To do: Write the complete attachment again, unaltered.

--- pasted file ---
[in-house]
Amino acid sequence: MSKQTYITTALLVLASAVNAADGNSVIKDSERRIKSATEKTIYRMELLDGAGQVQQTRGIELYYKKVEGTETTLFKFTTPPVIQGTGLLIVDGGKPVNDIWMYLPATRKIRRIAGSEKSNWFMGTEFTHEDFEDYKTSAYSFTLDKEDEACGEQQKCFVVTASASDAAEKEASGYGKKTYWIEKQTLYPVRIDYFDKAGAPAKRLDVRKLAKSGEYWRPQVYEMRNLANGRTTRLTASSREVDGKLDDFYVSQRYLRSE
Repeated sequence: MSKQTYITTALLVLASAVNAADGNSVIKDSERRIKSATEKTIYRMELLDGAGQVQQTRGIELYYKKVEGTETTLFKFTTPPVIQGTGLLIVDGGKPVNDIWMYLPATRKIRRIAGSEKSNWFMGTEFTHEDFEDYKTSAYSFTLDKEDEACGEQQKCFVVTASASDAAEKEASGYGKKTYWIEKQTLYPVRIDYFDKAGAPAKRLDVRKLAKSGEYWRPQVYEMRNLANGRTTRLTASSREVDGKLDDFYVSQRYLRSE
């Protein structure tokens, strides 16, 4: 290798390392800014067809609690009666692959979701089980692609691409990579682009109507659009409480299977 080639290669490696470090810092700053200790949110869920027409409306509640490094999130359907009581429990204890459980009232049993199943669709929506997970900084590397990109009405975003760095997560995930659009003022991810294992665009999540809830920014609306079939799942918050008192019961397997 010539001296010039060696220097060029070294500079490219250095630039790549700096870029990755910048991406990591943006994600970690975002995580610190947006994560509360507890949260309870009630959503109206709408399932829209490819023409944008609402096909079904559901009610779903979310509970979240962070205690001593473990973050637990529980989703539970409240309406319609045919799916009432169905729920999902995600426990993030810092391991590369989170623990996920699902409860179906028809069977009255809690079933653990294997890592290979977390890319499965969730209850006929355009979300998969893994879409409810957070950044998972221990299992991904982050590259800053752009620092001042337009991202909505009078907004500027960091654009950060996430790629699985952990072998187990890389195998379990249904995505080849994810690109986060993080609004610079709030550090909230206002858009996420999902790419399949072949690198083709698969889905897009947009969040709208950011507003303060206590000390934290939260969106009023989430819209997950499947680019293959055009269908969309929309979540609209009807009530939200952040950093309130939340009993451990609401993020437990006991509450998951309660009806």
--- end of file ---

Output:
[in-house]
Amino acid sequence: MSKQTYITTALLVLASAVNAADGNSVIKDSERRIKSATEKTIYRMELLDGAGQVQQTRGIELYYKKVEGTETTLFKFTTPPVIQGTGLLIVDGGKPVNDIWMYLPATRKIRRIAGSEKSNWFMGTEFTHEDFEDYKTSAYSFTLDKEDEACGEQQKCFVVTASASDAAEKEASGYGKKTYWIEKQTLYPVRIDYFDKAGAPAKRLDVRKLAKSGEYWRPQVYEMRNLANGRTTRLTASSREVDGKLDDFYVSQRYLRSE
Repeated sequence: MSKQTYITTALLVLASAVNAADGNSVIKDSERRIKSATEKTIYRMELLDGAGQVQQTRGIELYYKKVEGTETTLFKFTTPPVIQGTGLLIVDGGKPVNDIWMYLPATRKIRRIAGSEKSNWFMGTEFTHEDFEDYKTSAYSFTLDKEDEACGEQQKCFVVTASASDAAEKEASGYGKKTYWIEKQTLYPVRIDYFDKAGAPAKRLDVRKLAKSGEYWRPQVYEMRNLANGRTTRLTASSREVDGKLDDFYVSQRYLRSE
């Protein structure tokens, strides 16, 4: 290798390392800014067809609690009666692959979701089980692609691409990579682009109507659009409480299977 080639290669490696470090810092700053200790949110869920027409409306509640490094999130359907009581429990204890459980009232049993199943669709929506997970900084590397990109009405975003760095997560995930659009003022991810294992665009999540809830920014609306079939799942918050008192019961397997 010539001296010039060696220097060029070294500079490219250095630039790549700096870029990755910048991406990591943006994600970690975002995580610190947006994560509360507890949260309870009630959503109206709408399932829209490819023409944008609402096909079904559901009610779903979310509970979240962070205690001593473990973050637990529980989703539970409240309406319609045919799916009432169905729920999902995600426990993030810092391991590369989170623990996920699902409860179906028809069977009255809690079933653990294997890592290979977390890319499965969730209850006929355009979300998969893994879409409810957070950044998972221990299992991904982050590259800053752009620092001042337009991202909505009078907004500027960091654009950060996430790629699985952990072998187990890389195998379990249904995505080849994810690109986060993080609004610079709030550090909230206002858009996420999902790419399949072949690198083709698969889905897009947009969040709208950011507003303060206590000390934290939260969106009023989430819209997950499947680019293959055009269908969309929309979540609209009807009530939200952040950093309130939340009993451990609401993020437990006991509450998951309660009806």